What is holding us back from letting our light shine?


By Jenna Ebener
A reflection

Last month, I reflected on the darkness of Lent. Today, I am going to focus on the light that comes out of Lent. When we allow ourselves to sit in darkness, then we truly appreciate and see the light. I remember pondering the joy of light this past Christmas season. On many of my evening walks, I reveled in the beauty of the countless Christmas lights I would see. I thought about how putting up Christmas lights on your house or balcony is a gift, not for you, but for others.

Being inside your house much of the time, you likely see your own lights far less often than others see them. Yet, every year, it seems like I see more houses with lights. It is a subtle yet beautiful way to give back to others. Similarly, I am reminded that when we let our personal light shine, we become a gift to others.

When we move through our own personal darkness and let go of the negative impacts of our society, such as caring what others think about us, our light is able to shine. That light allows us to accept all of the characteristics we were born with and acted on until we became old enough to care, such as expressing our emotions, authenticity and vulnerability. I cannot think of a better example than every time I volunteer at a monthly event for adults with intellectual disabilities.


At this event, there is always karaoke. My sense of wonder is renewed as I watch these wonderful, middle-aged adults singing with passion. They often sing the same song each month, stare at the ground and forget the words or are hard to understand, but they do not care. All they care about is getting up there and singing something that is meaningful to them. Each time they perform, it is like they are winning an Oscar. No matter what mood I am in before entering, I cannot help but leave smiling. They remind me of the importance of being true to yourself and not caring about how others perceive you.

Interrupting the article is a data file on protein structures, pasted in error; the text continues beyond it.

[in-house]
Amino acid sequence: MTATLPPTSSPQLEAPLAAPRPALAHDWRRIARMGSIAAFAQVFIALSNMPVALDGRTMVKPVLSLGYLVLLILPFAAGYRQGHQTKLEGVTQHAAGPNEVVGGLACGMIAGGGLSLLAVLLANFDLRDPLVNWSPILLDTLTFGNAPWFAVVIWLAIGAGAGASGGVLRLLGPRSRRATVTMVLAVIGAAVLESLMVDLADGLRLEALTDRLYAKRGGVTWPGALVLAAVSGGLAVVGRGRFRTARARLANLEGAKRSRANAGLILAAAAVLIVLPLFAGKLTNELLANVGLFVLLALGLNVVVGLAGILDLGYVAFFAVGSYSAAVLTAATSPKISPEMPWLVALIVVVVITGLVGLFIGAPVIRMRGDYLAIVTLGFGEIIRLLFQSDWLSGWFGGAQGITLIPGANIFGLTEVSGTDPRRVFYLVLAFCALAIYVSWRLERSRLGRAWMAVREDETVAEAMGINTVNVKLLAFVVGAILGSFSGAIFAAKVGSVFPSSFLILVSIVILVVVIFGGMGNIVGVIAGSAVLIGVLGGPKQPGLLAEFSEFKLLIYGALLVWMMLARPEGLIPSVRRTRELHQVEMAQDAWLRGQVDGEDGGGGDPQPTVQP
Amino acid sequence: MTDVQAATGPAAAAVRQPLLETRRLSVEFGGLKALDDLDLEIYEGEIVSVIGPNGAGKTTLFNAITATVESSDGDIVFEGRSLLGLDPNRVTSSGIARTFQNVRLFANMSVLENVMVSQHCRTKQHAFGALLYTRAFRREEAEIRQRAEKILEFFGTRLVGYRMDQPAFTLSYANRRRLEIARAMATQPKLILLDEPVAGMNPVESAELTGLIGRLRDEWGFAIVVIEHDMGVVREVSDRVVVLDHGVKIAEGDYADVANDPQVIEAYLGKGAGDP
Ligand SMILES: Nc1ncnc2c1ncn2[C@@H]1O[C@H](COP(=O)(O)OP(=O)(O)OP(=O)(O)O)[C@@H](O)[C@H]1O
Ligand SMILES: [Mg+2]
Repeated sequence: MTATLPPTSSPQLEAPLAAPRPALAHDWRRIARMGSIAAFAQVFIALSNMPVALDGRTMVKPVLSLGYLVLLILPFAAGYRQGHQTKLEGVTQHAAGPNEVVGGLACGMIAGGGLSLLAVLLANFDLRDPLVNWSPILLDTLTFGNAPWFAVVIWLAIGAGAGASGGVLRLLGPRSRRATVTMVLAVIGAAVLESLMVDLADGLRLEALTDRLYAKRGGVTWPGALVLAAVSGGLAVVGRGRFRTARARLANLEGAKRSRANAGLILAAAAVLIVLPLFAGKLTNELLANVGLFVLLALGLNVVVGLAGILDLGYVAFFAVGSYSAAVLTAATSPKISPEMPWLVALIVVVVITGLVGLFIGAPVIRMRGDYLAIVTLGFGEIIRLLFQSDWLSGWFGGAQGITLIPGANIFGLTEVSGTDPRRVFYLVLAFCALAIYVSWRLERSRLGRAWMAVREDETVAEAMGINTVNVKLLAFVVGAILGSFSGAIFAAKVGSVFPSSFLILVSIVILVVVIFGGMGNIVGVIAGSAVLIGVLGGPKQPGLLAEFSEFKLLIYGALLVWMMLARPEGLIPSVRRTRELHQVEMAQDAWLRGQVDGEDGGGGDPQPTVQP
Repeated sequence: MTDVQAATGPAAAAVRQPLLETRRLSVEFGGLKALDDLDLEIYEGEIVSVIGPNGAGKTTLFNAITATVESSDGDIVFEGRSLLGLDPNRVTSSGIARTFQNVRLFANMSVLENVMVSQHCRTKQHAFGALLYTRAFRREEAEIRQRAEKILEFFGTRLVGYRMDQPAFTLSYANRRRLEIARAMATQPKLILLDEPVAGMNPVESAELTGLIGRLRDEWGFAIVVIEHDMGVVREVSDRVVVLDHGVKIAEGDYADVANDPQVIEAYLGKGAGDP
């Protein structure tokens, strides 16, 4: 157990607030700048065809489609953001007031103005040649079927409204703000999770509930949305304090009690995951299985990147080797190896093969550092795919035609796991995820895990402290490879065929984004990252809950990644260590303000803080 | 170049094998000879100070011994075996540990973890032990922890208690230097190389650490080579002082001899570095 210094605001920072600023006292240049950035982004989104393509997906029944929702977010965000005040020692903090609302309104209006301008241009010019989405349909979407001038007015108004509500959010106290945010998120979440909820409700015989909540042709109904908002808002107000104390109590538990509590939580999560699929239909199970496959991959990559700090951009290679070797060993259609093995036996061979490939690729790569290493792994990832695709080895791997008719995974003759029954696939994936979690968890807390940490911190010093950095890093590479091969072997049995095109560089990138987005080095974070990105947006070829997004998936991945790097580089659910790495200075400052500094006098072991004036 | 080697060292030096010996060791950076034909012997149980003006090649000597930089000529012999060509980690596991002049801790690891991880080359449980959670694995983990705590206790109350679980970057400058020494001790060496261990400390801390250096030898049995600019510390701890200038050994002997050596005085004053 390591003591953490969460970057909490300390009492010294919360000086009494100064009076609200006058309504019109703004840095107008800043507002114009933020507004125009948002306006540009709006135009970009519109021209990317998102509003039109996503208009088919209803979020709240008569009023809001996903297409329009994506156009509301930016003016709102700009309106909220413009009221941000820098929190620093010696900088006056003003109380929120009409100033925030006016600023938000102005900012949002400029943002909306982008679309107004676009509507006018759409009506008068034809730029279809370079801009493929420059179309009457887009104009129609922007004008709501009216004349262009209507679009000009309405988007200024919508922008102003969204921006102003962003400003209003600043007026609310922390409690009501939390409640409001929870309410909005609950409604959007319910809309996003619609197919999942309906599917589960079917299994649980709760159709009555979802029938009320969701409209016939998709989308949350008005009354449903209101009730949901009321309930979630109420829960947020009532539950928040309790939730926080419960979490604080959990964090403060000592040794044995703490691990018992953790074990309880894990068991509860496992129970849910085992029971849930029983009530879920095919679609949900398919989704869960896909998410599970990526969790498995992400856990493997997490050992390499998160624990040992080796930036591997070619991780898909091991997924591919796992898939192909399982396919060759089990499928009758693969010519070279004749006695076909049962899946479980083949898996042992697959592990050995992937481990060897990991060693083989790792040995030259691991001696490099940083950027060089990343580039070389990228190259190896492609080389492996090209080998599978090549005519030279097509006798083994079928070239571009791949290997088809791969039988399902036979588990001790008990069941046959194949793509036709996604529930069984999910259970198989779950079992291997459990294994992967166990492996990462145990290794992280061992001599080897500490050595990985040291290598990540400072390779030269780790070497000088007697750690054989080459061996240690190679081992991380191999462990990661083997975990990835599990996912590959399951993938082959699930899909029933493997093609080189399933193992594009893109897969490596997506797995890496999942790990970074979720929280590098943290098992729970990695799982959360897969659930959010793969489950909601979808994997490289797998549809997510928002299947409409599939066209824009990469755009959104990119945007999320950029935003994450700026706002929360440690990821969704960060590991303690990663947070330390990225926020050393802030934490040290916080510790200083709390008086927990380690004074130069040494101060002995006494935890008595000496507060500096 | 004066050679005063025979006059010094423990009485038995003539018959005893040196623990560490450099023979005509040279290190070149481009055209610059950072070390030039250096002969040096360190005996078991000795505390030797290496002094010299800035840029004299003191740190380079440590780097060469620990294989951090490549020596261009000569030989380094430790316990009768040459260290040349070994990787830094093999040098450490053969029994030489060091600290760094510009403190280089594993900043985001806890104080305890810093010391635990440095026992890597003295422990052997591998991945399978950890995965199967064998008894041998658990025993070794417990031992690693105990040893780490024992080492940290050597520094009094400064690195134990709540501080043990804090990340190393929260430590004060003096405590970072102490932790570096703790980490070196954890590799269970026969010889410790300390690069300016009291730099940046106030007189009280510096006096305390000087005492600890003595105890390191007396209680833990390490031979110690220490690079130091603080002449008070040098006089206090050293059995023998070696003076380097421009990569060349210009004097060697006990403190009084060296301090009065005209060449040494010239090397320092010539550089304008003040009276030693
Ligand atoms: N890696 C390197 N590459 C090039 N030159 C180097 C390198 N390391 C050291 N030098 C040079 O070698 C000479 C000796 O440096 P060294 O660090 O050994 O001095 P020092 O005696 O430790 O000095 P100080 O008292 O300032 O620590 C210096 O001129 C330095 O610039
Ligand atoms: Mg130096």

I wish we all could live with that kind of authenticity and simplicity. Too often, we get stuck and fall into the pattern of “fitting in.” We turn towards darkness instead of releasing our light. By striving to fit in, we dim our light and, worse, get so used to dimming our light that we can feel like it is wrong to show it. As expressed by Marianne Williamson:

“Our deepest fear is not that we are inadequate. Our deepest fear is that we are powerful beyond measure. It is our light, not our darkness that most frightens us. We ask ourselves, ‘Who am I to be brilliant, gorgeous, talented, fabulous?’ Actually, who are you not to be? You are a child of God. Your playing small does not serve the world. There is nothing enlightened about shrinking so that other people won’t feel insecure around you. We are all meant to shine, as children do. We were born to make manifest the glory of God that is within us. It’s not just in some of us; it’s in everyone. And as we let our own light shine, we unconsciously give other people permission to do the same. As we are liberated from our own fear, our presence automatically liberates others.”

“As we embark on the light of Easter, we might ask ourselves, ‘What is holding me back from letting my light shine?”

(Jenna Ebener, a graduate of St. Ambrose University in Davenport, is a social worker at a school in Colorado for students with a combination of medical, cognitive and behavior disabilities. She relies on God every day to aid her on this wonderful, yet intense journey.)

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